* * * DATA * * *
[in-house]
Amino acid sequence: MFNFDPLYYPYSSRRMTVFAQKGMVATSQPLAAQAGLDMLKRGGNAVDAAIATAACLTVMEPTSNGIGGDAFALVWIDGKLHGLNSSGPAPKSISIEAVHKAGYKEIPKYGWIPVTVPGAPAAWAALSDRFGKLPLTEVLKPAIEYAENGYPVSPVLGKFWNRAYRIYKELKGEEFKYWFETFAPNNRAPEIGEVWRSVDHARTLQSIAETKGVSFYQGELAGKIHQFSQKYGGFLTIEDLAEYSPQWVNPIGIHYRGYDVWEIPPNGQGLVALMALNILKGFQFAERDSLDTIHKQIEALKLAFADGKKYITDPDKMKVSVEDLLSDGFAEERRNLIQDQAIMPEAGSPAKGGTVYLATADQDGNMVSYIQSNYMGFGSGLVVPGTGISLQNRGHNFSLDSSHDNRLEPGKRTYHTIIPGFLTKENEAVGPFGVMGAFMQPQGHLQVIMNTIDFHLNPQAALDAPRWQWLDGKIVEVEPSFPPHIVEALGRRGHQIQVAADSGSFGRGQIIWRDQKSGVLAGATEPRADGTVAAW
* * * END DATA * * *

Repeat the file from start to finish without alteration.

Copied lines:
[in-house]
Amino acid sequence: MFNFDPLYYPYSSRRMTVFAQKGMVATSQPLAAQAGLDMLKRGGNAVDAAIATAACLTVMEPTSNGIGGDAFALVWIDGKLHGLNSSGPAPKSISIEAVHKAGYKEIPKYGWIPVTVPGAPAAWAALSDRFGKLPLTEVLKPAIEYAENGYPVSPVLGKFWNRAYRIYKELKGEEFKYWFETFAPNNRAPEIGEVWRSVDHARTLQSIAETKGVSFYQGELAGKIHQFSQKYGGFLTIEDLAEYSPQWVNPIGIHYRGYDVWEIPPNGQGLVALMALNILKGFQFAERDSLDTIHKQIEALKLAFADGKKYITDPDKMKVSVEDLLSDGFAEERRNLIQDQAIMPEAGSPAKGGTVYLATADQDGNMVSYIQSNYMGFGSGLVVPGTGISLQNRGHNFSLDSSHDNRLEPGKRTYHTIIPGFLTKENEAVGPFGVMGAFMQPQGHLQVIMNTIDFHLNPQAALDAPRWQWLDGKIVEVEPSFPPHIVEALGRRGHQIQVAADSGSFGRGQIIWRDQKSGVLAGATEPRADGTVAAW